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05-17 Understanding temperament: A primer for parents

Understanding temperament: A primer for parents

Temperament is a manner of behaving that is fairly consistent over time. As discussed in part 1 of this “Understanding temperament” series, temperament is closely related to personality. Understanding individual temperament can help parents realize that their children’s behavior should not be taken personally. Like hair color, people simply are the way they are. Parents can empower themselves by learning how to maximize positive interactions and minimize negative ones.

Behavioral patterns

No matter where a person ranks on any of the behavioral patterns below, there is no good or bad ranking. Each has positive and negative aspects, depending on the situation. Furthermore, rankings are used to understand temperament to bring out positive interactions, not to label anyone as good or bad.

While the American Academy of Pediatrics discusses nine behavioral patterns or characteristics that comprise temperament, temperament expert Sandra Graham McClowry, Ph.D., combined them into four, based on rigorous research findings and analyses.

Approach/withdrawal: Refers to how someone responds to new situations at first. Those who are high in approach tend to be outgoing, and those high in withdrawal tend to come across as shy.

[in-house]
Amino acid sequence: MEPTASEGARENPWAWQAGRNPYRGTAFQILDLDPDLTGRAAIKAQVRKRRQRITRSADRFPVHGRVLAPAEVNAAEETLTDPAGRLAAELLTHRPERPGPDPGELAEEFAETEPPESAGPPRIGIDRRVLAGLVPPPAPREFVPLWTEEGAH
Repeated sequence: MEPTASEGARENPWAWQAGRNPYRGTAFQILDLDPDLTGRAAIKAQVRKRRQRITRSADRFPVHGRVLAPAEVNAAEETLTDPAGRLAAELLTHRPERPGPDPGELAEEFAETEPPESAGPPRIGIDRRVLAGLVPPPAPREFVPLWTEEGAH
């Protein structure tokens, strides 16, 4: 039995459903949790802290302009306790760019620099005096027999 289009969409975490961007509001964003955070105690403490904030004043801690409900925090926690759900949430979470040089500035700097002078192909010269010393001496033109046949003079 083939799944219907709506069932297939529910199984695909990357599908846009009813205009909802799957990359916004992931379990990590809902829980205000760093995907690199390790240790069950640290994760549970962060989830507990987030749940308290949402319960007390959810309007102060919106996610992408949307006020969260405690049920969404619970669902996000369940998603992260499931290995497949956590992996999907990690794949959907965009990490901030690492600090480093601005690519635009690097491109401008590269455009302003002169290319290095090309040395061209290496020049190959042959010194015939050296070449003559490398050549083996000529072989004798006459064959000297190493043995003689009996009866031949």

Reactivity: Relates to how much and how often one perceives things negatively or positively. Reactivity is more than just pessimism or optimism.

Persistence: Refers to attention span and how one navigates distractions and barriers to goals. A child who is high in persistence and working on a puzzle may have a tantrum if he or she is interrupted to go do something else, but generally does well in school.

Activity: Motor activity is the level of physical energy and movement. Those who need a lot of external stimulation tend to be more restless or hyperactive to “stir things up” to the level they require. Those who are more sensitive may seek solitude when the environment gets too rowdy.


Detailed questions about behavior comprise McClowry’s School-age Temperament Inventory (SATI), which is available for parents to assess their children’s temperament. Once temperament is assessed, about 42 percent fit into one of the following categories:

  1. Industrious people are high in task persistence and react more positively to things than negatively. While they may not like to be interrupted, they can handle it. Sometimes they don’t speak up for themselves without help.
  2. Social/eager people are high in approach, very social and aim to please others.
  3. High-maintenance people are high in negative reactivity and activity. When task persistence is low, they may seem to have attention deficit hyperactivity disorder. They are good leaders because they can stand up to other people and motivate others as well.
  4. Cautious/slow-to-warm-up people are high in withdrawal, but with support become more comfortable and positive.

Those who don’t fit into a category have a mixture of temperaments. Parents can still learn how to respond to children’s behavior once they understand their individual temperament.